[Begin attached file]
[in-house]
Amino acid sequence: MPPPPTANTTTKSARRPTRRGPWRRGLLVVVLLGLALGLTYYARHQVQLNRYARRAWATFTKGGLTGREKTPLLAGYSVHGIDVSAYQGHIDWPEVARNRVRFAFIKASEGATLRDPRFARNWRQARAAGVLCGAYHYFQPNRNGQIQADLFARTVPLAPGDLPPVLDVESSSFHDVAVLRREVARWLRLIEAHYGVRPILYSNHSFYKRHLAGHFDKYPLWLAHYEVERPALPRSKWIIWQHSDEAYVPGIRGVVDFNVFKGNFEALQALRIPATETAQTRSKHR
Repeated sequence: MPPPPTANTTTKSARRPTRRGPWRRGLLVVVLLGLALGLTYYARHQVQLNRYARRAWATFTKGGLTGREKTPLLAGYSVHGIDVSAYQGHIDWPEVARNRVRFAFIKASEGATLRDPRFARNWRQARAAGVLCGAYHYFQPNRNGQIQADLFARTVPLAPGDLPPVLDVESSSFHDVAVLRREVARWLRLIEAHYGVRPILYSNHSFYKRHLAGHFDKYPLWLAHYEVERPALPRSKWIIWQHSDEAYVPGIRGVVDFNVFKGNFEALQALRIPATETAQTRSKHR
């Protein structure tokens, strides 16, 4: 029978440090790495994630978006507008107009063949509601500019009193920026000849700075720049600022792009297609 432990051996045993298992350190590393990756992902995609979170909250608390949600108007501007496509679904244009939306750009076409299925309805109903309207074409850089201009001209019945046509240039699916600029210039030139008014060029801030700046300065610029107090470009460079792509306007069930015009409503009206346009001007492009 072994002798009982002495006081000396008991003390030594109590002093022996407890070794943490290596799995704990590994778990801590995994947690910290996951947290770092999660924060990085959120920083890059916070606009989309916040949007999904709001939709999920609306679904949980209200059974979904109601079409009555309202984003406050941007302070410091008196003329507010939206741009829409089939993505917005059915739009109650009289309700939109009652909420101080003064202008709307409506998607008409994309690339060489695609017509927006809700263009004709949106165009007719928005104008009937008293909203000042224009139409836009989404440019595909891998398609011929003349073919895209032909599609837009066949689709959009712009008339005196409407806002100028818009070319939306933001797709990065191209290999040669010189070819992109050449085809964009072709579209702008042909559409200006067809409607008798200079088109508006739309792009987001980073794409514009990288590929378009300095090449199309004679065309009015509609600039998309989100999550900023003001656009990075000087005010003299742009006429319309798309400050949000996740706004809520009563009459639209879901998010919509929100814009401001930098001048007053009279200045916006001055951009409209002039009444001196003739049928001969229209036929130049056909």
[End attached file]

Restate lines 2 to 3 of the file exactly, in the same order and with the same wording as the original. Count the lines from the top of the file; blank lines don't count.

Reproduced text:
Amino acid sequence: MPPPPTANTTTKSARRPTRRGPWRRGLLVVVLLGLALGLTYYARHQVQLNRYARRAWATFTKGGLTGREKTPLLAGYSVHGIDVSAYQGHIDWPEVARNRVRFAFIKASEGATLRDPRFARNWRQARAAGVLCGAYHYFQPNRNGQIQADLFARTVPLAPGDLPPVLDVESSSFHDVAVLRREVARWLRLIEAHYGVRPILYSNHSFYKRHLAGHFDKYPLWLAHYEVERPALPRSKWIIWQHSDEAYVPGIRGVVDFNVFKGNFEALQALRIPATETAQTRSKHR
Repeated sequence: MPPPPTANTTTKSARRPTRRGPWRRGLLVVVLLGLALGLTYYARHQVQLNRYARRAWATFTKGGLTGREKTPLLAGYSVHGIDVSAYQGHIDWPEVARNRVRFAFIKASEGATLRDPRFARNWRQARAAGVLCGAYHYFQPNRNGQIQADLFARTVPLAPGDLPPVLDVESSSFHDVAVLRREVARWLRLIEAHYGVRPILYSNHSFYKRHLAGHFDKYPLWLAHYEVERPALPRSKWIIWQHSDEAYVPGIRGVVDFNVFKGNFEALQALRIPATETAQTRSKHR